(Neb.)-Whooping Cough Confirmed In Region, Vaccinations Available
(SCOTTSBLUFF)-Is your family immunized against whooping cough? Do you or your teenaged children need a booster shot? The Scotts Bluff County Health Department has reported five confirmed cases of whooping cough in the region. Test results are pending on several additional suspected cases of the bacterial disease. Regional West Health Services in Scottsbluff says a person with whooping cough is highly infectious during the first few days of the illness, when they seem to only have a cold.
Whooping cough, also known as pertussis, is a serious respiratory illness that may start with a runny or stuffed-up nose, sneezing, mild cough, and a pause in breathing in babies. After one to two weeks the cough becomes worse. Children and babies can cough very hard, over and over to the point of vomiting and physical exhaustion. It is most harmful to babies and small children and can even be fatal for babies.
The term “whooping” cough comes from the sound made by children as they gasp for breath after a coughing fit. Older children and adults can have the illness and cough without the whooping sound.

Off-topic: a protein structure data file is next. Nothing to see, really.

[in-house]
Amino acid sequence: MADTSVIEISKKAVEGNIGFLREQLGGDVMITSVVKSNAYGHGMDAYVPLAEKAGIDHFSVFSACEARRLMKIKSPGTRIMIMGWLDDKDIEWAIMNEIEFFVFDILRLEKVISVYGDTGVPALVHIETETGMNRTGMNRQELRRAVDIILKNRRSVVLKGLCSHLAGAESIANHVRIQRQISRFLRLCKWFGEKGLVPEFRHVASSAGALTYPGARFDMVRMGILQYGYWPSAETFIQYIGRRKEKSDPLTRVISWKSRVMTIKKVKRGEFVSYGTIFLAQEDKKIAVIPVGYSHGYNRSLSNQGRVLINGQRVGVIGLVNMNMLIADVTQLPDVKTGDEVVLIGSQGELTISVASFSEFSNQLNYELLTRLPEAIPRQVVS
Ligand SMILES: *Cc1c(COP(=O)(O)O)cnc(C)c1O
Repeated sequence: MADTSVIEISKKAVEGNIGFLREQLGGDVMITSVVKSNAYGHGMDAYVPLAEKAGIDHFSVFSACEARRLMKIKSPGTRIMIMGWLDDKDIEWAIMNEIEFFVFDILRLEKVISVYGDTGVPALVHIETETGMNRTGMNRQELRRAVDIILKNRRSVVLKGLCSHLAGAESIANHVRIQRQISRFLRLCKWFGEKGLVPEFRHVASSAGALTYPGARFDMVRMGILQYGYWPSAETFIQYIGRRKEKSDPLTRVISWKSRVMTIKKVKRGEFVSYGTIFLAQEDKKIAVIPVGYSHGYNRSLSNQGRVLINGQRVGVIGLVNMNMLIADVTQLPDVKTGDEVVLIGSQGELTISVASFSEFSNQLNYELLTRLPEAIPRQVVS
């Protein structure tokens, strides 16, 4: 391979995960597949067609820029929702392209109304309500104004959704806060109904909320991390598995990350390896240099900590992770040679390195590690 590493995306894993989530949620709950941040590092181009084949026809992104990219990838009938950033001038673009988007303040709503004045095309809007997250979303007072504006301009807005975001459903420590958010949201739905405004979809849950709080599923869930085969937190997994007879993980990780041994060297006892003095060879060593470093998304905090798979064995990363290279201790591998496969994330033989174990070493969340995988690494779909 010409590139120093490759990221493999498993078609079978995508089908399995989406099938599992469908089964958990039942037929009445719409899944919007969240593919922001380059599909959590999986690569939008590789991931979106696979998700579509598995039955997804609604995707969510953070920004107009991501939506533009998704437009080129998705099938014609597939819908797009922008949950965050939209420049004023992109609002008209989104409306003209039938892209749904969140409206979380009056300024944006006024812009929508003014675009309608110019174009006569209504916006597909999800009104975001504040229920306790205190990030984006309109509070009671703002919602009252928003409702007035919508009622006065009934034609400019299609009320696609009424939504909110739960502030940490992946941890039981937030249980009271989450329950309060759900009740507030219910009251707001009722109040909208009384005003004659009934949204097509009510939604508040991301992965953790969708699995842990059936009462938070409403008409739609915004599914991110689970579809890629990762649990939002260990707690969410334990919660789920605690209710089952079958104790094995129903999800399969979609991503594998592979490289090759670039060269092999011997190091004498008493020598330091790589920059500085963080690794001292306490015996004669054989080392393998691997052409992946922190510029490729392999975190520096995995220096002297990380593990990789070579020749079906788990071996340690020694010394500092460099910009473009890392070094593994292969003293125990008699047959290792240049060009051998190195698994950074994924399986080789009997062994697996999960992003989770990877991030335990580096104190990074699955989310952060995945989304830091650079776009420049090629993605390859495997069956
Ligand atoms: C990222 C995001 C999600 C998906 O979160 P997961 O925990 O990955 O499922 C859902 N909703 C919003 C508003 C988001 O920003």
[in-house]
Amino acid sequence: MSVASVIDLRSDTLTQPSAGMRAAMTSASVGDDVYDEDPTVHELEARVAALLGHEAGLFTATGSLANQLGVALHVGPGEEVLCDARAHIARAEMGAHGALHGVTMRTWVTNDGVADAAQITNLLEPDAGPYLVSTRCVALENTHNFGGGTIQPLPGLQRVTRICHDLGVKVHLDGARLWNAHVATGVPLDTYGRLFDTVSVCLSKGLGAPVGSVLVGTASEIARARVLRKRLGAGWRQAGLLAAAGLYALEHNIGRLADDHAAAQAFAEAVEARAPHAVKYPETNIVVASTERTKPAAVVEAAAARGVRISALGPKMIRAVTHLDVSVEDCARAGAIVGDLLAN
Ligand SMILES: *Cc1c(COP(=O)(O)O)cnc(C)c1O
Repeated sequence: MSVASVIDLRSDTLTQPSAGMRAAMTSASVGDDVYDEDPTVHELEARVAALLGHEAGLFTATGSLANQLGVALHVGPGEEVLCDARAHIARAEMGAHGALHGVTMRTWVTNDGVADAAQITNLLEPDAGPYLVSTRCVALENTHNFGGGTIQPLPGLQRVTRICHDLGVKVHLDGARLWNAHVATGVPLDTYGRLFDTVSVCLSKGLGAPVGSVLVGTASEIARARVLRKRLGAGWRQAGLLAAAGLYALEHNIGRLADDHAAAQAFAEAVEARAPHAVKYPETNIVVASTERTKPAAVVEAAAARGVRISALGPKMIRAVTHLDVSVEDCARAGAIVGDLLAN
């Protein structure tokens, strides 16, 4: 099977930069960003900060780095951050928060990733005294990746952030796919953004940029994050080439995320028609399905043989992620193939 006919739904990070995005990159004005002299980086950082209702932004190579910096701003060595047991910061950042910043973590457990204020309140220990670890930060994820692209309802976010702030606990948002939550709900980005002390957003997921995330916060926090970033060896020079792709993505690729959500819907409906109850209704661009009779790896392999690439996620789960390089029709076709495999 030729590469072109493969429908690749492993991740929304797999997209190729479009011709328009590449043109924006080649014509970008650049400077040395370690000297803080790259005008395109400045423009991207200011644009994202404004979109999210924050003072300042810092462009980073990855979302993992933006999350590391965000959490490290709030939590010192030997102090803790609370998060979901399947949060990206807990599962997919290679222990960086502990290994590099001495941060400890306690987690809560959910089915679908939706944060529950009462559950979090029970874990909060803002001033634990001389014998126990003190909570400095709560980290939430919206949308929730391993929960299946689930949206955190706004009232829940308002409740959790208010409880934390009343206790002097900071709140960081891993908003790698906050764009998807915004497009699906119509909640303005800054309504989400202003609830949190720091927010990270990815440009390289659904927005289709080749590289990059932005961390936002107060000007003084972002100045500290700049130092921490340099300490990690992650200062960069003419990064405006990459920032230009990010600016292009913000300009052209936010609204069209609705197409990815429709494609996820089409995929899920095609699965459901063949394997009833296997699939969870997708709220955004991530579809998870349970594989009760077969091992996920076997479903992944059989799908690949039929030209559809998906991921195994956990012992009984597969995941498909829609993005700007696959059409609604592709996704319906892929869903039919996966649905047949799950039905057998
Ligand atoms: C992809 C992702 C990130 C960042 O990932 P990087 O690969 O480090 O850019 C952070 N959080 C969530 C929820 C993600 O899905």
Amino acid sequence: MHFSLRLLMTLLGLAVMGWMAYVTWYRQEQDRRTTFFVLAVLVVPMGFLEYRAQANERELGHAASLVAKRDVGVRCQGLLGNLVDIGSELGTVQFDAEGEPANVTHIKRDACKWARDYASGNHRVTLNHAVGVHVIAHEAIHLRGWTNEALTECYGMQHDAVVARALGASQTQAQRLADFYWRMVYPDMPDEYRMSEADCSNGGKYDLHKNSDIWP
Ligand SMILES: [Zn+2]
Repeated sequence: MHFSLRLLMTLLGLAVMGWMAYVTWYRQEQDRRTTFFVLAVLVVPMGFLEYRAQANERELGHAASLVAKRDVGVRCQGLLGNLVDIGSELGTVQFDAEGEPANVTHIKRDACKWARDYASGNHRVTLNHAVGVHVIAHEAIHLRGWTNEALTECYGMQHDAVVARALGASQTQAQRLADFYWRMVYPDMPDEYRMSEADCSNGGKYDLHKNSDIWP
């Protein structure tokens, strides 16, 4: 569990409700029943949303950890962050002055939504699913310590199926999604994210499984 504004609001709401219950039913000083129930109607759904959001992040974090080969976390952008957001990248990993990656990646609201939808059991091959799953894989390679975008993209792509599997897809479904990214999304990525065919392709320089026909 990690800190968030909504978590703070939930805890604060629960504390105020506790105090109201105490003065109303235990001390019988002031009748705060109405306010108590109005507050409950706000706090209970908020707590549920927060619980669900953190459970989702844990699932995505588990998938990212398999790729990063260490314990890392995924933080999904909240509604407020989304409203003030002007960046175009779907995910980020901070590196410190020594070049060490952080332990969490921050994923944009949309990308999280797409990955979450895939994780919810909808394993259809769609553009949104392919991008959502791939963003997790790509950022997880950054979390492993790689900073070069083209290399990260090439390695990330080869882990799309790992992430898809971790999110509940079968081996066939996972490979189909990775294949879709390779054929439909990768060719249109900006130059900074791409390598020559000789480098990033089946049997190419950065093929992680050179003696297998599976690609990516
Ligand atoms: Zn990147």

Typically, coughs due to colds or influenza improve within two weeks, but coughs due to pertussis persist for weeks or months, occurring in sudden coughing episodes.
Whooping cough can be easily spread through the air by coughing and sneezing. Regional West says vaccines are the best tool for prevention. The primary pertussis vaccination is usually given at two months, four months, six months, 15-18 months, and a booster at 4-6 years. Nearly all adolescents and adults require a pertussis booster vaccination, as immunity decreases over time.
Vaccinations for whooping cough are available from primary care physicians and healthcare providers, and from the Regional West Community Health department.
For more information, or to schedule a vaccination appointment, call Regional West at 308-630-1126.
--Regional West Health Services
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